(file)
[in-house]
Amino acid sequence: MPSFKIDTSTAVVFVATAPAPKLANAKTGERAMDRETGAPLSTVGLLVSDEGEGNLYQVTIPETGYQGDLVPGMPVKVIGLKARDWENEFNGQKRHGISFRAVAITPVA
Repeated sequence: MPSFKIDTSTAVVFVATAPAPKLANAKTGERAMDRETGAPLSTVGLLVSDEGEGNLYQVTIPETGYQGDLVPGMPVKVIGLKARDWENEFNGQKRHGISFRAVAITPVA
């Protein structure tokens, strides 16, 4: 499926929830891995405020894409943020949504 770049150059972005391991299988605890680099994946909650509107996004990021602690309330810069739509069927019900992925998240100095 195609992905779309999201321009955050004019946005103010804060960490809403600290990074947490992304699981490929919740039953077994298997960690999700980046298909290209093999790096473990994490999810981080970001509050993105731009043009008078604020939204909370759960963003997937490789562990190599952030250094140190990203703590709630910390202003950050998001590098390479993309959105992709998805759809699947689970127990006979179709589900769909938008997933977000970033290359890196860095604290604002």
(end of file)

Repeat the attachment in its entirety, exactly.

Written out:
[in-house]
Amino acid sequence: MPSFKIDTSTAVVFVATAPAPKLANAKTGERAMDRETGAPLSTVGLLVSDEGEGNLYQVTIPETGYQGDLVPGMPVKVIGLKARDWENEFNGQKRHGISFRAVAITPVA
Repeated sequence: MPSFKIDTSTAVVFVATAPAPKLANAKTGERAMDRETGAPLSTVGLLVSDEGEGNLYQVTIPETGYQGDLVPGMPVKVIGLKARDWENEFNGQKRHGISFRAVAITPVA
């Protein structure tokens, strides 16, 4: 499926929830891995405020894409943020949504 770049150059972005391991299988605890680099994946909650509107996004990021602690309330810069739509069927019900992925998240100095 195609992905779309999201321009955050004019946005103010804060960490809403600290990074947490992304699981490929919740039953077994298997960690999700980046298909290209093999790096473990994490999810981080970001509050993105731009043009008078604020939204909370759960963003997937490789562990190599952030250094140190990203703590709630910390202003950050998001590098390479993309959105992709998805759809699947689970127990006979179709589900769909938008997933977000970033290359890196860095604290604002």